NSAIDs and antidepressants—a deadly combination

A few weeks ago, I told you how the FDA is finally mandating all NSAIDs carry a warning label due to the risk of heart attack and stroke associated with these drugs.

Well, lo and behold, another study has just come out, revealing yet another—perhaps even more frightening—danger linked to NSAIDs. It’s something so serious, why it isn’t being shouted to the masses day and night is beyond me.

According to this latest research, the combination of antidepressants and NSAIDs increases the risk for intracranial hemorrhage—regardless of the type of NSAID or antidepressant.

As if bleeding ulcers and heart attacks weren’t enough to worry about, now we have to worry about bleeding in the brain!

It’s really quite alarming, because 65% of adults with major depression also have chronic pain, so it’s common for mainstream doctors to co-prescribe NSAIDs and antidepressants in these instances. And unless their doctors warn them, these people have no idea of the risk they are taking.

It’s been well documented that when taken separately, both antidepressants and NSAIDs can cause an increased risk for abnormal gastrointestinal bleeding. But neither one has ever been linked with an increased risk for intracranial hemorrhage. However, these new studies show that when these two drugs are combined, the risk of inter-cranial hemorrhage increased 1.5 times. And it could happen within 30 days of combining the two medications.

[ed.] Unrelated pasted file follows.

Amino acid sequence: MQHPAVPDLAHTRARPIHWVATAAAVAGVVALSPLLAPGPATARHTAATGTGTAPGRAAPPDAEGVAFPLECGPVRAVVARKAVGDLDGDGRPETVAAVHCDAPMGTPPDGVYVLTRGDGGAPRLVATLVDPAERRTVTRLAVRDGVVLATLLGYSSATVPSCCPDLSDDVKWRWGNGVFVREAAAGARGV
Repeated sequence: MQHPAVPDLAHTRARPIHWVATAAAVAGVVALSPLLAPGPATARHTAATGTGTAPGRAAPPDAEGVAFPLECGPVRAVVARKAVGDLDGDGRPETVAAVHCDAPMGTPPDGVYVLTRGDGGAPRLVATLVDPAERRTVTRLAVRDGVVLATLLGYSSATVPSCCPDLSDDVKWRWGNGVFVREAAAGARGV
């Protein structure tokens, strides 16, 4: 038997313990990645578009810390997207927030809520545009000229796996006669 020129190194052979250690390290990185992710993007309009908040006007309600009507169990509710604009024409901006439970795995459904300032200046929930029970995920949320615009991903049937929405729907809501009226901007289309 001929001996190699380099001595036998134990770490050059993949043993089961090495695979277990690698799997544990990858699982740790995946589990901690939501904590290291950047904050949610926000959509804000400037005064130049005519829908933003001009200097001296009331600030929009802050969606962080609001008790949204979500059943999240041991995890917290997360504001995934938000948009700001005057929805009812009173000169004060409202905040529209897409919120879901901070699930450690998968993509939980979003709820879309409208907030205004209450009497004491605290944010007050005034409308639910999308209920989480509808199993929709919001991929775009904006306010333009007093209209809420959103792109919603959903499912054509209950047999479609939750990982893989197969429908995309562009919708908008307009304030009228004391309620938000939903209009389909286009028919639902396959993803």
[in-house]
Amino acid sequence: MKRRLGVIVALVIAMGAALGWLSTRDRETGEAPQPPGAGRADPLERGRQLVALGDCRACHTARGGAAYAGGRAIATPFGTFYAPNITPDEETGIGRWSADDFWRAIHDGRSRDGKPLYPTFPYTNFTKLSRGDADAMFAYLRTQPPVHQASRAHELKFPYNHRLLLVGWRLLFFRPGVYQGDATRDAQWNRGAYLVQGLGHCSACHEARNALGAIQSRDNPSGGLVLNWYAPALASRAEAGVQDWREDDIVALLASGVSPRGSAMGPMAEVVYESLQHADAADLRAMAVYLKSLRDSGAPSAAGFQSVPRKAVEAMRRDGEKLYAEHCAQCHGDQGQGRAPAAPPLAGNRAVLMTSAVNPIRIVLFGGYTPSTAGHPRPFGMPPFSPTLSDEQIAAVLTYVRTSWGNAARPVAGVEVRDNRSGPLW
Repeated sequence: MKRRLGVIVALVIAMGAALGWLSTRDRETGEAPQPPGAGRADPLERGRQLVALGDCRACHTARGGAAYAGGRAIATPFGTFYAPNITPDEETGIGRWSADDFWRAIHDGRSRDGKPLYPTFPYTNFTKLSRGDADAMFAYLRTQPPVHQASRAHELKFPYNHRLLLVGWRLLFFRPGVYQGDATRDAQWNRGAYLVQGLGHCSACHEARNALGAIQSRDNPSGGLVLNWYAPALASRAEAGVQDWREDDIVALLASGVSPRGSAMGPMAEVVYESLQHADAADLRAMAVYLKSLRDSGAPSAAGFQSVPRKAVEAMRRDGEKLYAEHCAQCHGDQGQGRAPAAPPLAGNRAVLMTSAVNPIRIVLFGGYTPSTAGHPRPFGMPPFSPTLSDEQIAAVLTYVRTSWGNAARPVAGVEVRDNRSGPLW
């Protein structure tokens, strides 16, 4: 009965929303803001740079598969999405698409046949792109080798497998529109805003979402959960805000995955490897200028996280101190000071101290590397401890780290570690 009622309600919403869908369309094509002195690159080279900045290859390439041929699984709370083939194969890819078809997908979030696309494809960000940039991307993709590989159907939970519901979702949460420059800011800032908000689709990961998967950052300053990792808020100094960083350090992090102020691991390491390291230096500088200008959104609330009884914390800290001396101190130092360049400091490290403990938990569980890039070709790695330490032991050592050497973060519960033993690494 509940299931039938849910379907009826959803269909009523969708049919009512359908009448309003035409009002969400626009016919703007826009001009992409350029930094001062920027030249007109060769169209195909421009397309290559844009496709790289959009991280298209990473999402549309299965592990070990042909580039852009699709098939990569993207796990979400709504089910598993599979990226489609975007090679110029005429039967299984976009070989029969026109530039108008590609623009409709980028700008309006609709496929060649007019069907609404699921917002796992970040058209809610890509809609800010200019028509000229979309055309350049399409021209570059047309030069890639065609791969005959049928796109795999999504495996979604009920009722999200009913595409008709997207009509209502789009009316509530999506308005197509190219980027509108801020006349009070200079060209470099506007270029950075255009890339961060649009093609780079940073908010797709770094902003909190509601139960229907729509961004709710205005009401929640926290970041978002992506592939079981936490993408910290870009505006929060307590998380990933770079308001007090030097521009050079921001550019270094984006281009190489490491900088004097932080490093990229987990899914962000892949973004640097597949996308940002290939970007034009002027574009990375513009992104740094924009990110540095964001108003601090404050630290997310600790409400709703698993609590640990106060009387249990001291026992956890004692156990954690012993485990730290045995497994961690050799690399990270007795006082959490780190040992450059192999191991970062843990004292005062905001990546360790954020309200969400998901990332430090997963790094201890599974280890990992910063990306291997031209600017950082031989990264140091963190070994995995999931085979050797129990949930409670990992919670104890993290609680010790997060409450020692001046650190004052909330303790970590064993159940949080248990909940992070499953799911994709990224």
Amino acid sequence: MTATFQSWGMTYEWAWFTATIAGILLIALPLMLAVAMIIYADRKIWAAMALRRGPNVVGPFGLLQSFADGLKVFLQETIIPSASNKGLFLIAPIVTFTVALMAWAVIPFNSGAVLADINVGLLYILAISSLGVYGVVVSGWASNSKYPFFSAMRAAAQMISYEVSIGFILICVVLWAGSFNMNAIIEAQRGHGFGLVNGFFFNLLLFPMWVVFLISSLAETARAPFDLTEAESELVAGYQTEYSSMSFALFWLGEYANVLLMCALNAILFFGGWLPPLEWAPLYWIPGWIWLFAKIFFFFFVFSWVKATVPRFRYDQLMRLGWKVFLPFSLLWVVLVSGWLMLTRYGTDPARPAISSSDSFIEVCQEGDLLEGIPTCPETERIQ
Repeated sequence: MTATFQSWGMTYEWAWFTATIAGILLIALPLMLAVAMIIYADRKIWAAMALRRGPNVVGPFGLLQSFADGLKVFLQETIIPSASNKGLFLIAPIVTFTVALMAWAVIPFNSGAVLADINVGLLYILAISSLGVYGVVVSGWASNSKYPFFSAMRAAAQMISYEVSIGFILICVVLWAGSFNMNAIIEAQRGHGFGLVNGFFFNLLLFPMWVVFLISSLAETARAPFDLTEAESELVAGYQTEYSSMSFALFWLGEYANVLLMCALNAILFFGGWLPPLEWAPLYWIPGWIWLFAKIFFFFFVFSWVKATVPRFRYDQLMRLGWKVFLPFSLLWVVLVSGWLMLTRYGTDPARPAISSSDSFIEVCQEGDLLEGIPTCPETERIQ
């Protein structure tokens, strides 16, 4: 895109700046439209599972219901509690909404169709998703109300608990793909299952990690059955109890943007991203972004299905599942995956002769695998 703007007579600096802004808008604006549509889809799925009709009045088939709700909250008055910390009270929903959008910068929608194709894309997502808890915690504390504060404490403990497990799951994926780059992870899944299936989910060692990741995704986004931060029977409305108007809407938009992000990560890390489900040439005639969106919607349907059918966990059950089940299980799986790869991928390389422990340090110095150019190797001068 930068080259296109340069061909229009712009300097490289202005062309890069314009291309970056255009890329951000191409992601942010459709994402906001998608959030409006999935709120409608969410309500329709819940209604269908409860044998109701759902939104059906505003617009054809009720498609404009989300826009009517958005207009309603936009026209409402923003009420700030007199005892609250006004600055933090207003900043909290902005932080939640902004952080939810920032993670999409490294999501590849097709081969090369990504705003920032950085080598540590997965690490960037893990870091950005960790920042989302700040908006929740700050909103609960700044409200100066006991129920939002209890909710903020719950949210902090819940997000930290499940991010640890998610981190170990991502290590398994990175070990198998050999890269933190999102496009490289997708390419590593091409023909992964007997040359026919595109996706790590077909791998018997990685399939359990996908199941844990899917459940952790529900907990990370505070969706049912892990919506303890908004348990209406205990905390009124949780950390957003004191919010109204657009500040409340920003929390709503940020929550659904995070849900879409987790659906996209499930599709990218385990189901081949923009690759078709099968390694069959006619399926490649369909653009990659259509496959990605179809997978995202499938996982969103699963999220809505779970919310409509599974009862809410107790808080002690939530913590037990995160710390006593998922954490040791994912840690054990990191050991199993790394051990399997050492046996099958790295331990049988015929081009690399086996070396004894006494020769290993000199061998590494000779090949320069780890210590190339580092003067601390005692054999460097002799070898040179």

Men had more than double the risk than women did. But I’d say any risk in this situation is too much.

Risks like these just highlight the need for change when it comes to prescribing policies in this country. Doctors are too quick to prescribe, and too hesitant to remove medications because they are so afraid of getting sued for malpractice these days.

But considering over-medicating is one of the top-10 leading causes of death in the United States, isn’t it time you took a look what’s in your medicine cabinet? Ask yourself—and your doctor(s): How safe is it to be combining certain medications? And is it really necessary to be taking everything you’re prescribed?

Just the other day a patient flew all the way from the Middle East to see me for this very reason. I nearly fell out of my chair when he told me he was on 18 different medications!

The fact is, most problems solved with NSAIDs or anti-depressants can be treated with nutritional supplements. And I can assure you these natural therapies do not cause an increased risk for intracranial bleeding! To learn more about these safe alternatives, go to the top of the page and enter the terms “NSAIDs” and “antidepressants” into the Search function in the top right corner.